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NSW raises AU $ 15m from Sydney Kuwait Academy



The New South Wales government has financed a new initiative to get college students who are quantum computing.

The Australian University of Sydney (UNSW), the University of Macquarie and the Sydney Quantum Academy (SQA) of the University of Sydney's Sydney Quantum Academy (SQA) will support the support of 15.4 million euros in Sydney Communities throughout the four Universities.

It will also be used to link students to links with the sector and research; They support the development of startup quantum technologies; and promote it as Sydney's quantum computing center.

Funded by the NSW government, in line with today's university and future industry, the SQA's total investment is about $ 35 million.

"Our new investments will ensure a great quantum engineer, expert software and technician pipes to build and program these incredible machines when technology becomes a reality," said Deputy Minister John Barilaro.

"SQA is the key player in the global technology industry to secure investments and attract the best NSW scientists around the world".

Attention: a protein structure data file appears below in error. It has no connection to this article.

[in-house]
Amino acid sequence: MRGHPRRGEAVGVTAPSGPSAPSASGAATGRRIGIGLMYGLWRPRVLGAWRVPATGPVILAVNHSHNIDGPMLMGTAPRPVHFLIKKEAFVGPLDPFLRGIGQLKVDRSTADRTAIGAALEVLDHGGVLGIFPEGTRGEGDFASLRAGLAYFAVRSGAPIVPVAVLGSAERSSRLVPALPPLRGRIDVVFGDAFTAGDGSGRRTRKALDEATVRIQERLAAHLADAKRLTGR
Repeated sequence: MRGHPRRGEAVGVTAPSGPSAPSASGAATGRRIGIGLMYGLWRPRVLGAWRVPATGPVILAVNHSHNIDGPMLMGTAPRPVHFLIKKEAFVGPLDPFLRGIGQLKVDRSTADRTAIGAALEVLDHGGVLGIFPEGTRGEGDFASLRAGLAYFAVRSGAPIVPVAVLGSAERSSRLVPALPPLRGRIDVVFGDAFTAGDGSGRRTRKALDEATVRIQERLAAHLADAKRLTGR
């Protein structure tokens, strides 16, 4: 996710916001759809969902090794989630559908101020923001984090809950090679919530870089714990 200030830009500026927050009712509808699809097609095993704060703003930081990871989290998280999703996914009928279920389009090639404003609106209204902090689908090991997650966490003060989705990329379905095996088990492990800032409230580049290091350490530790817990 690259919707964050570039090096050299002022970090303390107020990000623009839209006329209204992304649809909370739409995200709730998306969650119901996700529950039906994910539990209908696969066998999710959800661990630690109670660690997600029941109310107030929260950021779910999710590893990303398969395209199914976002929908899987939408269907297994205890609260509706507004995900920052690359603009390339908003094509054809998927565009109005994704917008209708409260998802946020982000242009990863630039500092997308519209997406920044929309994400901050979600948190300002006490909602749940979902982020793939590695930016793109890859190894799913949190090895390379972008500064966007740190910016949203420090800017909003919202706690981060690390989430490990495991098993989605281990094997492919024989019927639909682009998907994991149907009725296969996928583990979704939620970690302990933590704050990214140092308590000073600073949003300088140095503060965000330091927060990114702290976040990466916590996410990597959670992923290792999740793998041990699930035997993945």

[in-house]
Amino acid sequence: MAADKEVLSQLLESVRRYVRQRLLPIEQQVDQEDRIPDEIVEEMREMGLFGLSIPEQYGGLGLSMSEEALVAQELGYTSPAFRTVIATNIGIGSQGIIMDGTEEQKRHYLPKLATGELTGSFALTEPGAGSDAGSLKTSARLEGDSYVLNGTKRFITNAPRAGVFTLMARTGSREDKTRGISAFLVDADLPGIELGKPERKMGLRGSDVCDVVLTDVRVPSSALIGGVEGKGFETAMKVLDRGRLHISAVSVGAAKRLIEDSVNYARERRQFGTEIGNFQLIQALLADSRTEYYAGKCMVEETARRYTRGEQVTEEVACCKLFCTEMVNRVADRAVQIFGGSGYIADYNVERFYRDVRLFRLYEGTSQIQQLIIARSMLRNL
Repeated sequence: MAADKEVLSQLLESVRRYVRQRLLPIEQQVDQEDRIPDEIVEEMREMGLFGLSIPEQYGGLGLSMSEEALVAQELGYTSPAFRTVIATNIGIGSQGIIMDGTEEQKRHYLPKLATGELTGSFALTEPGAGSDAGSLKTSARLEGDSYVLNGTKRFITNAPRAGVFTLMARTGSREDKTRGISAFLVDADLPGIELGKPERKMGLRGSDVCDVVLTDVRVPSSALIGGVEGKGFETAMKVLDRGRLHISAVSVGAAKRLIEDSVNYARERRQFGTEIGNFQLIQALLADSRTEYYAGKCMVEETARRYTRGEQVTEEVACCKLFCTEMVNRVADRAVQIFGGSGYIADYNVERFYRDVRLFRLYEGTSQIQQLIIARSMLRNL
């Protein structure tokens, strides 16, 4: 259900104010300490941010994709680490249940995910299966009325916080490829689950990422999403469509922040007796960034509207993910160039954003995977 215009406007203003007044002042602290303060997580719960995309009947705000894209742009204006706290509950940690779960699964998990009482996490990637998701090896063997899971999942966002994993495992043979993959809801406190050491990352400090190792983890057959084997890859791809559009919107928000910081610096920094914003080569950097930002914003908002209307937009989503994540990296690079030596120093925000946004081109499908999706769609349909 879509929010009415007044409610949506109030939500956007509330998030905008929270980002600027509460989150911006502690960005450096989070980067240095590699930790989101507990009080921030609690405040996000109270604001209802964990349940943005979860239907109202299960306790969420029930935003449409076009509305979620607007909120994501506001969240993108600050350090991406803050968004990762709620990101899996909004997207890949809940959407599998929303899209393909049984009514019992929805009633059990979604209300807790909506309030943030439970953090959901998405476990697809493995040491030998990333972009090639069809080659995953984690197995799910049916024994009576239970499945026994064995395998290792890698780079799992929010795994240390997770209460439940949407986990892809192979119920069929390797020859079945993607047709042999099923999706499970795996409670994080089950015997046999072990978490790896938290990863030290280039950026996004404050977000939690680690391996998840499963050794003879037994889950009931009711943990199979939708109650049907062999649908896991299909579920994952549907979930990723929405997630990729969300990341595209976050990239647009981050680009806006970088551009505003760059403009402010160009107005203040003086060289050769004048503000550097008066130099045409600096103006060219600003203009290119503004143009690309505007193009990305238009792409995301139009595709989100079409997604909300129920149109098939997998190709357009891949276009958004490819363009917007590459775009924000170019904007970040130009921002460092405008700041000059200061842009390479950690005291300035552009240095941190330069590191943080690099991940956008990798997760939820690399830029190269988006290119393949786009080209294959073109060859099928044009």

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Barillo believes that the role of each quantum computation has been created, with about five indirect jobs created.

"This is an exciting collaboration between NSW high schools, which has a strong force in quantum and engineering science," said Matt Kean, Minister of Innovation, NSW.

"Most of our international competitors have only one quantum science, but here, in Sydney, our universities have many strengths, such as silicon quantum computing, topological quantum computing, captured ions, quantum software and nanodiamonds."

Physicists use this code to reduce the quantum error in the logic doors

This week, USyd scientists announced the errors detected in the logic doors of the quantum computers and abandoned them using a code designed specifically.

Quantum logic is composed of the doors of quantum networks. Quantum number small (qubits). Numerical computers are switches that run algorithms for information process and calculations.

"This is actually the quantum theory of quantum theory in quantum theory," said Robin Harper, ARC Excellence Center, for Quantum Systems engineers.

Harper, along with Steven Flammia, together with the Physics School and the Sydney Nano Institute, used IBM's Quantum Computer to test error detection codes.

The university said that magnitude improvement order has been shown to reduce infidelity – error rates – at quantum logic doors.

Using errors in the detection and removal of errors in the quantum IBM device, Harper and Flammia have lowered the error rates from 5.8% to 0.60%. Thus, in less than 20 quantile doors, 200 would fail.

"This is an important step in the development of quantum fault tolerance in quantum systems," said Harper.

"These experiments have the theoretical capability to detect defects in the operation of logic doors through quantum codes that are beneficial in today's devices, and the construction of large-scale quantum computers."

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